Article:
ecosystem itself having a strong connective power.
When we think about the ocean environment and
the coastal area, we need to think about wider and
long-term impacts comprehensively.


Diagram of the Water Cycle in Coastal Areas
(Created by the author. Click image to enlarge.)

The substances carried by water currents include
living things. Areas linked by living things are called
ecosystem networks, a key concept for conservation
and revitalization of ocean and coastal ecosystems.

In the research done on the network of the Asari
clam larvae in Tokyo Bay which was conducted
mainly by the National Institute for Land and
Infrastructure Management of the Ministry of Land,
Transport and Tourism(*), a diagram of clams was
created through the connections among individuals
from various fields of expertise. Fishermen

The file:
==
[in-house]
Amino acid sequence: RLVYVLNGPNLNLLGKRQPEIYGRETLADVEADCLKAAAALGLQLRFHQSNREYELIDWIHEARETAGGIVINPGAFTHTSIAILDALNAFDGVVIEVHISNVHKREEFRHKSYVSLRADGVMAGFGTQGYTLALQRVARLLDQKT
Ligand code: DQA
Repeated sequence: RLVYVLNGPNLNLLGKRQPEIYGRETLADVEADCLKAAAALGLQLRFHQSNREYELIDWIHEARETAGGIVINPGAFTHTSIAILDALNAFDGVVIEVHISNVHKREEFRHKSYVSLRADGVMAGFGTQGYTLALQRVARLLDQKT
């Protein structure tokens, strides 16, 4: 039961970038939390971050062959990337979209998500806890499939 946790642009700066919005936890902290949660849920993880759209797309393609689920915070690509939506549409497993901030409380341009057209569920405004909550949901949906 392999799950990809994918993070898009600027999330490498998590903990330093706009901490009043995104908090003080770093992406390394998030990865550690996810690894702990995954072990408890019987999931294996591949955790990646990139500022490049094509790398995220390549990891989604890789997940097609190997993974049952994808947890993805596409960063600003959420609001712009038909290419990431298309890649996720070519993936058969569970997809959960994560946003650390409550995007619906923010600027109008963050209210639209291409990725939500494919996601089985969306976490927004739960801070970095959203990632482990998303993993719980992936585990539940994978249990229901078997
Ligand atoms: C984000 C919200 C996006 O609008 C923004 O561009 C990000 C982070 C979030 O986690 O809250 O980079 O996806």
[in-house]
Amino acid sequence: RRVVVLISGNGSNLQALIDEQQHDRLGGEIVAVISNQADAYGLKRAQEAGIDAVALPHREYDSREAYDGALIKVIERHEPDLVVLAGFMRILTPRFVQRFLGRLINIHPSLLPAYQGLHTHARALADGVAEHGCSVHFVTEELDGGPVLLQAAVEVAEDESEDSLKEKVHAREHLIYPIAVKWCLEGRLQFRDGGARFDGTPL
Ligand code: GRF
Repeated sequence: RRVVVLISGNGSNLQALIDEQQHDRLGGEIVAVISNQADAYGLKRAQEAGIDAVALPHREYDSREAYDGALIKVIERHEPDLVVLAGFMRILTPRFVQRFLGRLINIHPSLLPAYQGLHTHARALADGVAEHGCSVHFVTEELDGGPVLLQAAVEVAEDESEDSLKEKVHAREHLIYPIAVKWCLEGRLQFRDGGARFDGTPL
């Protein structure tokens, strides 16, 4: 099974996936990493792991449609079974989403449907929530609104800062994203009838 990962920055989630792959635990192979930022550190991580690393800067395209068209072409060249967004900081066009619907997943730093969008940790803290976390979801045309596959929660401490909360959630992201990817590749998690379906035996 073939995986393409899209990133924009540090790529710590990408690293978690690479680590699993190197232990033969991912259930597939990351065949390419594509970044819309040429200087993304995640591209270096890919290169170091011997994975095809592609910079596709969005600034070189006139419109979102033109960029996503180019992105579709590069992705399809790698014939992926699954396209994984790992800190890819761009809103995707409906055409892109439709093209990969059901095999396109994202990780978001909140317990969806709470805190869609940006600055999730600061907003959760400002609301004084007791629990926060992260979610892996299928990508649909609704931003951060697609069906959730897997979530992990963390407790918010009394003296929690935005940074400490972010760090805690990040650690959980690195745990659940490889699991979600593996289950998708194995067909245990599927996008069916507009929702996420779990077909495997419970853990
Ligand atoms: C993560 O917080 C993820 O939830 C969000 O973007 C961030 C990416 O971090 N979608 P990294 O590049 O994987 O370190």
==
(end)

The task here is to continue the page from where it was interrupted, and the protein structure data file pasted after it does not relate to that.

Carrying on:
cooperated with the survey and provided information
on clams, fishery researchers identified Asari clam
larvae, oceanography researchers analyzed the bay
and ocean currents, communication technology
researchers observed the current inside the bay
using marine radar, ecosystem researchers
confirmed the life cycle of Asari clams and their
predation relationship, and assessment and analysis
experts conducted the survey and analysis.

KF 2.jpg

Presumed Network of Asari Clam Larvae
(The red arrows show the links inside the same
tidal flat, the blue arrows show the links between
different tidal flats, and the numbers show the
relative strength of the links.)
Source: Hinata & Furukawa (2005)

This diagram shows that the link between the north
and the southwest of Tokyo Bay, on the Tokyo and
Kanagawa Prefecture side, is oriented mostly in one
direction. This indicated to us that we would need to
create and restore tidal flats−the sizes do not
matter but the number should be increased−to
strengthen the network. In response to these
research findings, the “Action Plan for Tokyo Bay
Renaissance,” which was developed in 2003 (with